One of the lost secrets of architecture is layering. Attempting to craft rooms of simple beauty, designers often reduce spaces to bare essentials. This approach creates elegant harmony, but neglects dimensions of depth that make architecture come alive. 

The mosque in Istanbul shown in this photo makes the point. A single dome would have created an expansive, peaceful sanctuary. By layering dome upon dome, the space pulls your consciousness up and up and up. Yet, the curving layers don't drag your attention toward a single point. The rings of the domes move together like circular ripples of water mingling in a pond. This arrangement pulls the mind free of its grid of facts. It opens to wonder that can't be pinned down.

Most layering is not this elaborate. As you move through your house or apartment, go beyond seeing the walls, windows, furniture and other elements as isolated objects. Look at them as layers of experience tying together your path through the rooms. Notice the shades of color, light and shadow. Touch the layers of textures. Smell the layers of aroma. Listen to the symphony of sounds. The places you inhabit are made of layers that can take you beyond surface appearances into the hidden power of dwelling.

Please share your experiences of layers in nature, imagination and architecture in the comments section below. Enjoy.

Sunday, January 11, 2009


When I look at San Francisco from across the bay I don't see a city. I see trillions of dreams. Each one shapes the substances and forces of nature into skyscrapers and salt shakers, row houses and ringtones, coffee cups and countless other things. Somewhere in the teeming forms that rise and fall into streets and neighborhoods, a child in a sandbox dreams sand into a castle. A college student imagines blue paint onto the ceiling of her apartment. A storekeeper envisions the new red sweaters to display in the window. A gardener mows a park lawn. A construction crew plans the foundation of a new office building.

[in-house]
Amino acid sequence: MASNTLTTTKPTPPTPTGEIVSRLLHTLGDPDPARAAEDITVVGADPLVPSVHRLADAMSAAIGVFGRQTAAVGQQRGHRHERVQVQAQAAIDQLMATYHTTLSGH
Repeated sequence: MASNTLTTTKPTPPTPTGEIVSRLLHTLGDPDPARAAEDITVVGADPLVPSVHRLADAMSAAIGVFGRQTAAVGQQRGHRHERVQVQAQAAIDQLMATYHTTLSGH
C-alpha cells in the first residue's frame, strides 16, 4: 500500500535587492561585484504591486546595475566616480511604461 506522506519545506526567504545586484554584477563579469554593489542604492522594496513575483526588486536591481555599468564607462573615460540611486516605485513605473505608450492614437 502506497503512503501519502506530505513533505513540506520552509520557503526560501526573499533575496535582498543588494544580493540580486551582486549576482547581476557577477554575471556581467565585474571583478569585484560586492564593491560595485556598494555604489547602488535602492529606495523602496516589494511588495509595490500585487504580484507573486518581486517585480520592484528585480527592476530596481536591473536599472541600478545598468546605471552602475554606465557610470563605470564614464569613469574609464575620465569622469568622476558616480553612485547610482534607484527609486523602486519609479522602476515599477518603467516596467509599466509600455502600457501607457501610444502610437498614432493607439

When I walk through the city, I think of what the great architect Louis Kahn said, "A city is a place of availablities. It is a place a child may see something that will tell him what he wants to do his whole life." I see how the dreams of children from the past have formed the city of the present. I see the dreams of one person weaving into the dreams of others, laying the foundations for the city as it will be tomorrow. 

I think of my own dreams for a city that dreams the wildness of nature into the streets and buildings. The buildings would be shaped to reflect the geometry of the sunlight. The roofs would be gardens producing food. And the roof eaves would be designed to invite birds to nest. Windmills scattered here and there would sparking in the air. Trees would line every boulevard. Every detail would be a reminder of the interdependence of Nature, Imagination and Architecture. The city would be experienced as it is, a fluid, changing, living dream we inhabit.

Saturday, January 10, 2009